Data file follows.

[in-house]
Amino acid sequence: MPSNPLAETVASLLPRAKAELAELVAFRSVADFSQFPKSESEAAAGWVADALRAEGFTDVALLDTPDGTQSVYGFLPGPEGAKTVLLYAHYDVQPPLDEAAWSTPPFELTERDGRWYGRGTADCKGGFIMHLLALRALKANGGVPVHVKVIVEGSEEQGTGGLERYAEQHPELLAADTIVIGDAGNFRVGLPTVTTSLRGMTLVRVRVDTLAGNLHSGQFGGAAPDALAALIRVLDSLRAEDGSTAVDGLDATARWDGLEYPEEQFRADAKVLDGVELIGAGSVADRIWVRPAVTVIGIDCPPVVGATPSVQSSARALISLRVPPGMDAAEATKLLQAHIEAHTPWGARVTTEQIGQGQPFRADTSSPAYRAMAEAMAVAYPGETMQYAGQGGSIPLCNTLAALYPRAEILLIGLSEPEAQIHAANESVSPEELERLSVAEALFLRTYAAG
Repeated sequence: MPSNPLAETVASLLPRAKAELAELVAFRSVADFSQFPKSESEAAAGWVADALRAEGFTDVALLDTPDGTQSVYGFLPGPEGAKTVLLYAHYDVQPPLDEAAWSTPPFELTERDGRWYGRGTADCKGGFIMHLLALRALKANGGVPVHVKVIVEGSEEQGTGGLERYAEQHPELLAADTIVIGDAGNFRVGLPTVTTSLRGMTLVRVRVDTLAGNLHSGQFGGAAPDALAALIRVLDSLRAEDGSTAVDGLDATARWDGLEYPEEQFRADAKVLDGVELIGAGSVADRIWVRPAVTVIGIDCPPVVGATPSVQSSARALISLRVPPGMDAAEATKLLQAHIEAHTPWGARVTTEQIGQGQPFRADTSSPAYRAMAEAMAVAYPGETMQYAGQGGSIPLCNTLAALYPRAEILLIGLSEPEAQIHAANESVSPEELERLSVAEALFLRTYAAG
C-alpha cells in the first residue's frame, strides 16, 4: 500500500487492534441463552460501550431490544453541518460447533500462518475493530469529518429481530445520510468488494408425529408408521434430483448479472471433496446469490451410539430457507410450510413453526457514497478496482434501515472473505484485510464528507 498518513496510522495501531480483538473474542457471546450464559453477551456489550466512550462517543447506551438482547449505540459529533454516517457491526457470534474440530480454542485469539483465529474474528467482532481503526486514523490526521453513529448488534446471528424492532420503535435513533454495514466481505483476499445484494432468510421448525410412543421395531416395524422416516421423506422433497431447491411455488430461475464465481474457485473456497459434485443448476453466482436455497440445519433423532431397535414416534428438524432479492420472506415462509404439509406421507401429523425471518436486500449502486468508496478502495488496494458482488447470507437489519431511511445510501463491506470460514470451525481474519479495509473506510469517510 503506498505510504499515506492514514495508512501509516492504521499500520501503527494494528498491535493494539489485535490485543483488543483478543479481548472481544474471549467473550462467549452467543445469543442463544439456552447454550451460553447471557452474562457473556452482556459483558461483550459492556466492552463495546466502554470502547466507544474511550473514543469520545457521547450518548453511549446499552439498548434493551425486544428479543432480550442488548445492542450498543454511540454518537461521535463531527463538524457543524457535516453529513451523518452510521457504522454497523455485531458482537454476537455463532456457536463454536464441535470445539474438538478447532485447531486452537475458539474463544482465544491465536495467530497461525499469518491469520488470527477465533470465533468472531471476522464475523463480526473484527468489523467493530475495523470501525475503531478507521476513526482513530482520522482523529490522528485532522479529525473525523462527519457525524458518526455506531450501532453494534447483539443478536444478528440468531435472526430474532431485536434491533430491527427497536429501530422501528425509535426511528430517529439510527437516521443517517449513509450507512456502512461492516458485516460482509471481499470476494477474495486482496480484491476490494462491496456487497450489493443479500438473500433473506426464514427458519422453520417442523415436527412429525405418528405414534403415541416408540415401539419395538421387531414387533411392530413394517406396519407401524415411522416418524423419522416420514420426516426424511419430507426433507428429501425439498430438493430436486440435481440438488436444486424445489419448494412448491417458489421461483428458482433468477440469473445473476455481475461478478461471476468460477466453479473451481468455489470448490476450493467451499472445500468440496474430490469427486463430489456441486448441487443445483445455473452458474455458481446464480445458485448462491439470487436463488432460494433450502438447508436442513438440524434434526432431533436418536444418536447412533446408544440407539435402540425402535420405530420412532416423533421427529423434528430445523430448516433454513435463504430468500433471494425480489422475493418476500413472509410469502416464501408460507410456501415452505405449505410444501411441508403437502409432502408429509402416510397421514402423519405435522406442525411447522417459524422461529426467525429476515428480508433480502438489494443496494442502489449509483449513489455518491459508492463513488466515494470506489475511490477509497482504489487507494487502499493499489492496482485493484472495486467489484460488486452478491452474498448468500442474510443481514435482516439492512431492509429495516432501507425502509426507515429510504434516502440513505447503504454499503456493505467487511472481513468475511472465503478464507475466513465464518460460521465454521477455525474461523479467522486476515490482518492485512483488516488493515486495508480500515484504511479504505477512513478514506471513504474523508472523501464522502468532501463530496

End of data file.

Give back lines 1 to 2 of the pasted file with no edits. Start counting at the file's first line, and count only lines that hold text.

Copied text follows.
[in-house]
Amino acid sequence: MPSNPLAETVASLLPRAKAELAELVAFRSVADFSQFPKSESEAAAGWVADALRAEGFTDVALLDTPDGTQSVYGFLPGPEGAKTVLLYAHYDVQPPLDEAAWSTPPFELTERDGRWYGRGTADCKGGFIMHLLALRALKANGGVPVHVKVIVEGSEEQGTGGLERYAEQHPELLAADTIVIGDAGNFRVGLPTVTTSLRGMTLVRVRVDTLAGNLHSGQFGGAAPDALAALIRVLDSLRAEDGSTAVDGLDATARWDGLEYPEEQFRADAKVLDGVELIGAGSVADRIWVRPAVTVIGIDCPPVVGATPSVQSSARALISLRVPPGMDAAEATKLLQAHIEAHTPWGARVTTEQIGQGQPFRADTSSPAYRAMAEAMAVAYPGETMQYAGQGGSIPLCNTLAALYPRAEILLIGLSEPEAQIHAANESVSPEELERLSVAEALFLRTYAAG